Canagliflozin improves HF symptoms, QoL regardless of diabetes status

Pearl Toh
04 Dec 2021
Canagliflozin improves HF symptoms, QoL regardless of diabetes status

The SGLT2i* canagliflozin significantly improves symptoms and quality of life (QoL) early on during treatment in people with heart failure (HF) due to either reduced or preserved ejection fraction (rEF or pEF), regardless of whether they have type 2 diabetes (T2D), according to the CHIEF-HF** study presented at AHA 2021.

These results indicate that the benefits of SGLT2is in HF extend to canagliflozin as well, at least in terms of symptoms and QoL, following success in trials of dapagliflozin and empagliflozin.

“These effects were observed as early as 2 weeks and sustained out to 3 months,” said presenting author Dr John Spertus from St. Luke’s Mid America Heart Institute in Kansas City, Missouri, US.

By 12 weeks, canagliflozin 100 mg daily significantly improved HF symptoms — as reflected in the KCCQ*** total symptom score — compared with placebo (mean difference, 4.3 points; p=0.016). [AHA 2021, LB session 5]

In fact, the benefits were already seen starting from 2 weeks, which were sustained through to 12 weeks.

The number needed-to-treat (NNT) to prevent a large deterioration (of ≥20 points) in the KCCQ total symptom score was 15 and the corresponding NNT for a moderate-to-large improvement (of 10 to 19 points) was 27.

The benefit of canagliflozin persisted across prespecified subgroups, regardless of whether the patients had HFrEF or HFpEF, as well as in those with or without T2D.

There were no new safety concerns identified during the study. Serious adverse events were reported in 12.1 percent of patients in the canagliflozin group compared with 7.8 percent in the placebo group.

“These findings, together with the results of other SGLT2i trials, are transformational and should have a significant impact on care,” Spertus said. “The impact of this class of medicines on patients’ function and QoL is larger than many other medications used to treat HF, and they are very safe. Since improvement in health status is such a key goal for many patients, these findings support increasing the use of SGLT2i for people with HF.”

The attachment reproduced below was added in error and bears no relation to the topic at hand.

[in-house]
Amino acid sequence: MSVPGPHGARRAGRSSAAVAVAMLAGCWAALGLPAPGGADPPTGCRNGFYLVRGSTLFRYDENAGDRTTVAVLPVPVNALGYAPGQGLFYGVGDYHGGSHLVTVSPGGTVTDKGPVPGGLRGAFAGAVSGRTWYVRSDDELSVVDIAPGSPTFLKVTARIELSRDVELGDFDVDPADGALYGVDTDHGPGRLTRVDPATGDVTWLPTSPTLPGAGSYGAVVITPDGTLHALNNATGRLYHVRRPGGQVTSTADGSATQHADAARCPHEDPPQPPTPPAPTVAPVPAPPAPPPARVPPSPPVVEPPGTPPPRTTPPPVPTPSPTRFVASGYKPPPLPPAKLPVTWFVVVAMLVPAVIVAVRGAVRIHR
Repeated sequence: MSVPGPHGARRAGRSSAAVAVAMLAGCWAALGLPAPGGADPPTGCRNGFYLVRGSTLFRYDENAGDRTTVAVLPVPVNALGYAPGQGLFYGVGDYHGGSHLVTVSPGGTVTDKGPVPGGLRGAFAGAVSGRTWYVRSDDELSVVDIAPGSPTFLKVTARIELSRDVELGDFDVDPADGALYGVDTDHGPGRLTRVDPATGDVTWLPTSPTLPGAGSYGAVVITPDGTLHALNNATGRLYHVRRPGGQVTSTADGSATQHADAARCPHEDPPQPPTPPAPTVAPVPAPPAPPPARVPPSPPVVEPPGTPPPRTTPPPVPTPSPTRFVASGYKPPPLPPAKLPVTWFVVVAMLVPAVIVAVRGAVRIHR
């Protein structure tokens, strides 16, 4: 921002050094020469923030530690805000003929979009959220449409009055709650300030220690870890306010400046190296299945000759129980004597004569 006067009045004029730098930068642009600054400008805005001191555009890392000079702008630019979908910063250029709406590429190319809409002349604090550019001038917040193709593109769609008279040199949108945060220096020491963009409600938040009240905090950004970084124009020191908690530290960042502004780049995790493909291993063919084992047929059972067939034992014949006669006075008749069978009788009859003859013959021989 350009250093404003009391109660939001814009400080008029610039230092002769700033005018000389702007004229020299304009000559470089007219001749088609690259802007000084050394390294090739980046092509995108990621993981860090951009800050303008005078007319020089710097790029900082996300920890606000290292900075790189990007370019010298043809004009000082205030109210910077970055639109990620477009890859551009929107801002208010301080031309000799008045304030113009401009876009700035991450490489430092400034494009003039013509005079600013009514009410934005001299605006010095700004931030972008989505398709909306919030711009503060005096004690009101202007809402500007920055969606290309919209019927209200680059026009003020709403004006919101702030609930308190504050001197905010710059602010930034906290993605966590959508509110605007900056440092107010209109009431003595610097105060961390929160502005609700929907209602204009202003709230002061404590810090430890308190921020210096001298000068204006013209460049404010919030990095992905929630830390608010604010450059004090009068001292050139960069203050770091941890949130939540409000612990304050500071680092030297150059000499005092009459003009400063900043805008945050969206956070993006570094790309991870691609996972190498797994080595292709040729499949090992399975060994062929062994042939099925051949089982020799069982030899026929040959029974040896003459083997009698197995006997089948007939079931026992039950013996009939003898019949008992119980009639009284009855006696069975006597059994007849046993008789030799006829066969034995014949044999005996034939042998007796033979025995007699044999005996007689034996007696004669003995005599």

A fully virtual trial

Unlike any other clinical trials, CHIEF-HF is novel in that it is conducted entirely remotely owing to challenges posed by the pandemic. It was launched the week that US was shut down due to COVID-19. What’s more, it was completed also during the pandemic.

In the trial, 476 participants with a history of HF (median age 65 years, 45 percent female) — of which 59 percent had HFpEF and 72 percent were without T2D — were randomized to canagliflozin 100 mg daily or placebo. The study originally planned to enrol 1,900 patients but fell short due to administrative reasons.

Despite the smaller than expected study population, “we clearly saw a benefit with canagliflozin,” highlighted invited discussant Dr Eldrin Lewis of Stanford University School of Medicine in Palo Alto, California, US.

On the other hand, the relatively small number of participants and short follow-up also mean that the analysis was not powered for clinical events, which constitute limitations of the study. “[Though the] effect size was strong enough to still define benefit,” Spertus pointed out.

Nonetheless, Lewis also acknowledged the virtual execution, the absence of safety events despite a fully remote trial, and diversity of participants as plus points of the study. 

As Spertus explained, the team was initially uncertain if a fully virtual clinical trial was feasible. “Demonstrating the success of a decentralized clinical trial opens opportunities for applying this approach to the testing of other cardiovascular therapies that focus on health status.”

The virtual execution was also made possible by the well-known safety profile of the SGLT2i class, he said. “If there are real safety concerns then I think it’s very risky not to have in-person visits with patients.”

“Secondly, the design of the trial focusing on QoL as the primary outcome was one of the key opportunities we had to conduct this completely virtually,” Spertus added.

“It also models a new approach to the conduct of clinical trials with much more rapid enrolment and completion than traditional randomized controlled trials and addresses many of the Institute of Medicine's challenges to improving randomized trials,” he noted. 


*SGLT2i: Sodium-glucose co-transporter 2 inhibitor

**CHIEF-HF: Canagliflozin: Impact on Health Status, Quality of Life and Functional Status in Heart Failure

***KCCQ: Kansas City Cardiomyopathy Questionnaire


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